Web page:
In serious cases, juvenile rheumatoid arthritis can stunt growth. Eye swelling can be serious, and lead to vision problems. If your child has signs or symptoms of juvenile rheumatoid arthritis, be sure to take him or her to the doctor.
Diagnosis & Tests
What will happen at my child’s doctor appointment?
No single test can identify juvenile rheumatoid arthritis, and it can be hard to diagnose. Your child’s doctor will likely ask about your child’s symptoms and medical history. He or she will also examine your child, and may do an X-ray or blood test. Your child’s doctor may also want to get a sample of the fluid in the lining of your child’s joints. In some cases, the doctor will want to follow your child’s symptoms for a few months. The patterns of your child’s symptoms can help identify which type of juvenile rheumatoid arthritis he or she has.
How is juvenile rheumatoid arthritis treated?
Juvenile rheumatoid arthritis and its symptoms, such as pain and long-term joint and eye damage, can be managed with treatment.
Your child’s doctor may recommend a combination of treatments that may include medicine to relieve pain, along with physical therapy and exercise. Physical therapy and an exercise plan can help your child maintain range of motion and strength without causing further damage to the joints.
Can medicine help?
Your child’s doctor will probably suggest an over-the-counter nonsteroidal anti-inflammatory drug (NSAID), such as ibuprofen (brand names: Advil, Motrin), to reduce joint swelling.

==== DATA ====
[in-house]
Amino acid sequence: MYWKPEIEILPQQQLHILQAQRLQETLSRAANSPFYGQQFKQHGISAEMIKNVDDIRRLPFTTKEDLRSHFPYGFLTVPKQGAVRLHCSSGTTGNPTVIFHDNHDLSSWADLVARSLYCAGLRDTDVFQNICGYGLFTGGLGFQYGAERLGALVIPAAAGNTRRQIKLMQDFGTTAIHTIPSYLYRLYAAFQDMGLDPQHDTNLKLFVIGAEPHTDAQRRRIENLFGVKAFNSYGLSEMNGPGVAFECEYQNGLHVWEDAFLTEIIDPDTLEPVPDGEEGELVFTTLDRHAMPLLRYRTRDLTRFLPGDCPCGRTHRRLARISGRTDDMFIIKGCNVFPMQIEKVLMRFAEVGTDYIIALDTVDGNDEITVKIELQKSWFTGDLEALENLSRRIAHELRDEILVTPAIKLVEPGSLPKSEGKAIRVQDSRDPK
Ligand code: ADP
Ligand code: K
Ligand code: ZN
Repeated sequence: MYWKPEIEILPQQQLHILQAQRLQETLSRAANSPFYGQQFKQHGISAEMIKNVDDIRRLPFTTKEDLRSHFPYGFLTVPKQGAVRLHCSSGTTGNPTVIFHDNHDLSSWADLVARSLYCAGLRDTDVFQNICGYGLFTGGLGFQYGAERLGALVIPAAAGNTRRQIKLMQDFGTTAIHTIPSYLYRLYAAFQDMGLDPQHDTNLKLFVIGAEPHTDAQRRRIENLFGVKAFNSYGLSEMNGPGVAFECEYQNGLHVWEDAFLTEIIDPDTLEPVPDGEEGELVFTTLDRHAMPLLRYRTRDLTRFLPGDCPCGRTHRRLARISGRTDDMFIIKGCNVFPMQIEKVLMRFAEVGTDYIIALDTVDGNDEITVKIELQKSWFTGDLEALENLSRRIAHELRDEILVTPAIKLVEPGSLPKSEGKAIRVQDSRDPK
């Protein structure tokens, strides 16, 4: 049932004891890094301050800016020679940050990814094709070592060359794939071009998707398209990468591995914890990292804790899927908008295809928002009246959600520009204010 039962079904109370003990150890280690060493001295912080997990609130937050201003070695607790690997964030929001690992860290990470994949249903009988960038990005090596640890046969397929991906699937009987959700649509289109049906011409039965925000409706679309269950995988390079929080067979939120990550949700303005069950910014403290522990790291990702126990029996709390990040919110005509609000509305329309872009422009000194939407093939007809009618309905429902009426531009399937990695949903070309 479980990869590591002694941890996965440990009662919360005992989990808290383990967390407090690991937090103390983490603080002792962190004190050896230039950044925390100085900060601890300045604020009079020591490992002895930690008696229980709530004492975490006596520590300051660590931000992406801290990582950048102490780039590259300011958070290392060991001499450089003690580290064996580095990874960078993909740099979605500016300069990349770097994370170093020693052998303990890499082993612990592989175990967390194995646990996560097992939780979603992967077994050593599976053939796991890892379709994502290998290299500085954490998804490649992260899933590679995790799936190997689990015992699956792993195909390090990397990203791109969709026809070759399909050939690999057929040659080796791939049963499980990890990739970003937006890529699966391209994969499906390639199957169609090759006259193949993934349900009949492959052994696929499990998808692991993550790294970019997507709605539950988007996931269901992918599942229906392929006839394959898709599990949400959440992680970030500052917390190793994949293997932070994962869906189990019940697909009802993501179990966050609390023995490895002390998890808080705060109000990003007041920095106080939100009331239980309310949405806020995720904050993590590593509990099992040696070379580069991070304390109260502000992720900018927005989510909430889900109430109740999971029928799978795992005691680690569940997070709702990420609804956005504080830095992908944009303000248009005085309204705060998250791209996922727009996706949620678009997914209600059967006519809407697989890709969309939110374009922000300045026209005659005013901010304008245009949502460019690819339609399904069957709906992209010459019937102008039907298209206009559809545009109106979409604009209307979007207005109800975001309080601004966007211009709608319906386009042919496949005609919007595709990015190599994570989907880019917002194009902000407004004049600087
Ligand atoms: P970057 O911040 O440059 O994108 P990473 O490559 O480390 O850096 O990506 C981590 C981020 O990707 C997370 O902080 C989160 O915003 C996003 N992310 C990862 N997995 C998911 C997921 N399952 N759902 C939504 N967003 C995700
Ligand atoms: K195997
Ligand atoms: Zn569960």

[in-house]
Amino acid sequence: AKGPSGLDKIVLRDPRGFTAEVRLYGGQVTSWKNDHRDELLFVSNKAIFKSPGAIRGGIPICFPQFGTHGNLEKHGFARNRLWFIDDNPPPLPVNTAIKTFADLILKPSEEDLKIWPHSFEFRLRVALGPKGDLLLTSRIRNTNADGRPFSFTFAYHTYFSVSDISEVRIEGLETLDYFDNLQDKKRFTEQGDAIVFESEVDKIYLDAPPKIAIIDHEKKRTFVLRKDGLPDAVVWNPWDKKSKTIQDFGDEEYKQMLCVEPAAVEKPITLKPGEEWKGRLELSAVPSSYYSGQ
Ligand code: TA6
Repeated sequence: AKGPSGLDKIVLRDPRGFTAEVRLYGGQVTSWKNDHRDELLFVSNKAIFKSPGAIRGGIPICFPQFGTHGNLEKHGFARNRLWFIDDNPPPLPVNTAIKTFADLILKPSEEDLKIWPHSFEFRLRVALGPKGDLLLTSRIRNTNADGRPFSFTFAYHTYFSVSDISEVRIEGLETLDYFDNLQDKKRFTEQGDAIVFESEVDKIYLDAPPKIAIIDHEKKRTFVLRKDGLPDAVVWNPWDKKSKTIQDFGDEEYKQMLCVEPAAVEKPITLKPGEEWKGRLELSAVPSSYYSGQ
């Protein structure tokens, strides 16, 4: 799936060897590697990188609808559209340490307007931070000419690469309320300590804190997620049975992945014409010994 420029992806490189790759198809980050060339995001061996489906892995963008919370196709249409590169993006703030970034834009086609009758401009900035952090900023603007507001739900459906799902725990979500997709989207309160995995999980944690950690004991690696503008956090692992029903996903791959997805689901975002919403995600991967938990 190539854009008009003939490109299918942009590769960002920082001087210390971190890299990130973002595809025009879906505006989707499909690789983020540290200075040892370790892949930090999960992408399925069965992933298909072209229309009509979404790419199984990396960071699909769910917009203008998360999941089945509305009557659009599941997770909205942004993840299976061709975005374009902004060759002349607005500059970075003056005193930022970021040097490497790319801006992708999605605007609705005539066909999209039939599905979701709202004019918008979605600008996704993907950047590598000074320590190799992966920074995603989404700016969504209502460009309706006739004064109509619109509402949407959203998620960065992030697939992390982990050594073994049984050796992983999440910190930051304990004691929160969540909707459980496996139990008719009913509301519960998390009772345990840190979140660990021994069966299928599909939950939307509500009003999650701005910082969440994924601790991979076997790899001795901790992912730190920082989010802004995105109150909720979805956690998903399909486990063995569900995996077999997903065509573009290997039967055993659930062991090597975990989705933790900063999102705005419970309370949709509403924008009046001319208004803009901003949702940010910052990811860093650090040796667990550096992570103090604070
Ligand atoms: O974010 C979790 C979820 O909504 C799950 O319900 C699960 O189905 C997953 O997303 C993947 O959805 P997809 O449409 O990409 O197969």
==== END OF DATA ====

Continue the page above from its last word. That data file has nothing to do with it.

If these medicines do not help your child’s symptoms, your child’s doctor may suggest a combination of NSAIDs with slow-acting anti-inflammatory medicines, which are more powerful and may slow down the progression of the disease.
If symptoms and risk of damage are severe, your child may need steroid treatment to reduce inflammation. With all of these medicines, regular testing must be done to watch for side effects.
Newer medicines allow doctors to treat the autoimmune problems that cause juvenile rheumatoid arthritis. These medicines help slow your child’s immune system so it doesn’t cause further damage to joints. These may be prescribed if anti-inflammatory drugs alone are not helping.
What about surgery?
Rarely, children need surgery to help treat juvenile rheumatoid arthritis. Soft tissue surgery to repair joints may be needed if the joints have become badly bent or deformed. Joint replacement surgery may be needed if joints are badly damaged.
With proper treatment, though, many children can eventually lead full, normal and even symptom-free lives.
Tips for Dealing with Juvenile Rheumatoid Arthritis
- Taking a hot shower, using a hot or cold pack, or sleeping in a warm bed or sleeping bag can help relieve stiffness.
- Your child’s doctor can show him or her special exercises, including stretches and range-of-motion exercises, that can also help reduce joint stiffness and improve flexibility.
- Have your child take his or her medicines at the same time as some other activity, such as eating breakfast. This might help to remind your child to take medicines at the right time.
- Doing exercises or other activities at the same time every day, as recommended by your doctor or physical therapist, can help your child remember to do these activities. For example, they can do their stretches while they watch their favorite afternoon TV show.
Will my child be able to be active?
It’s actually important for your child to be as active as possible. Regular exercise, including games and sports, can be an important part of managing juvenile rheumatoid arthritis. But be sure to check with your doctor before your child starts any new sports or activities.